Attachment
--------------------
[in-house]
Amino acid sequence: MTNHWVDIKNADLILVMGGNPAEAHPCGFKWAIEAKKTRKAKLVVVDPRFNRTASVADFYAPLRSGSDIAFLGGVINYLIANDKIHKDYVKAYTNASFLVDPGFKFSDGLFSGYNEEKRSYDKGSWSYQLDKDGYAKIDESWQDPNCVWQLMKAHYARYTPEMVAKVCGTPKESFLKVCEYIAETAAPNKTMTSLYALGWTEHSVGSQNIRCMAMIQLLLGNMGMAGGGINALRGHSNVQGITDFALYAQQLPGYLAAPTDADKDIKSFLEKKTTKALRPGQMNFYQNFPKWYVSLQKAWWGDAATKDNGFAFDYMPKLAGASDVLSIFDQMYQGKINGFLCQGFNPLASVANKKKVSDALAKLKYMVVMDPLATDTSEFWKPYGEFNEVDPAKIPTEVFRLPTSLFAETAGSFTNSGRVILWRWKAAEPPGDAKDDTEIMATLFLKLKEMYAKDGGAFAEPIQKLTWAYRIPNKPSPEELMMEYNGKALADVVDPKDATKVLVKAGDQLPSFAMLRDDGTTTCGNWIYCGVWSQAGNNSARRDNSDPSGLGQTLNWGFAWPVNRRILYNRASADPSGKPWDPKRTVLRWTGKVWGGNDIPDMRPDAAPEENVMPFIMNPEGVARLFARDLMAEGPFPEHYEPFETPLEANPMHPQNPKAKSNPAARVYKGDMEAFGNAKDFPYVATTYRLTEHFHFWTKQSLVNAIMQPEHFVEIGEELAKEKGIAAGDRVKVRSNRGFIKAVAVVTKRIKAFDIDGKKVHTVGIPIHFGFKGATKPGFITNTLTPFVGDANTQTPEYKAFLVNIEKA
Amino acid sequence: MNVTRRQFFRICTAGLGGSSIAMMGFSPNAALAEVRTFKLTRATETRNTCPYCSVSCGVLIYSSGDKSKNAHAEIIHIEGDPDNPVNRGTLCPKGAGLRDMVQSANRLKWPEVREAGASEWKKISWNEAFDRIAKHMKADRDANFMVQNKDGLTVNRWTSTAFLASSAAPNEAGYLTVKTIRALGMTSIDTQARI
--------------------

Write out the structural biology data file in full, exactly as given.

[in-house]
Amino acid sequence: MTNHWVDIKNADLILVMGGNPAEAHPCGFKWAIEAKKTRKAKLVVVDPRFNRTASVADFYAPLRSGSDIAFLGGVINYLIANDKIHKDYVKAYTNASFLVDPGFKFSDGLFSGYNEEKRSYDKGSWSYQLDKDGYAKIDESWQDPNCVWQLMKAHYARYTPEMVAKVCGTPKESFLKVCEYIAETAAPNKTMTSLYALGWTEHSVGSQNIRCMAMIQLLLGNMGMAGGGINALRGHSNVQGITDFALYAQQLPGYLAAPTDADKDIKSFLEKKTTKALRPGQMNFYQNFPKWYVSLQKAWWGDAATKDNGFAFDYMPKLAGASDVLSIFDQMYQGKINGFLCQGFNPLASVANKKKVSDALAKLKYMVVMDPLATDTSEFWKPYGEFNEVDPAKIPTEVFRLPTSLFAETAGSFTNSGRVILWRWKAAEPPGDAKDDTEIMATLFLKLKEMYAKDGGAFAEPIQKLTWAYRIPNKPSPEELMMEYNGKALADVVDPKDATKVLVKAGDQLPSFAMLRDDGTTTCGNWIYCGVWSQAGNNSARRDNSDPSGLGQTLNWGFAWPVNRRILYNRASADPSGKPWDPKRTVLRWTGKVWGGNDIPDMRPDAAPEENVMPFIMNPEGVARLFARDLMAEGPFPEHYEPFETPLEANPMHPQNPKAKSNPAARVYKGDMEAFGNAKDFPYVATTYRLTEHFHFWTKQSLVNAIMQPEHFVEIGEELAKEKGIAAGDRVKVRSNRGFIKAVAVVTKRIKAFDIDGKKVHTVGIPIHFGFKGATKPGFITNTLTPFVGDANTQTPEYKAFLVNIEKA
Amino acid sequence: MNVTRRQFFRICTAGLGGSSIAMMGFSPNAALAEVRTFKLTRATETRNTCPYCSVSCGVLIYSSGDKSKNAHAEIIHIEGDPDNPVNRGTLCPKGAGLRDMVQSANRLKWPEVREAGASEWKKISWNEAFDRIAKHMKADRDANFMVQNKDGLTVNRWTSTAFLASSAAPNEAGYLTVKTIRALGMTSIDTQARI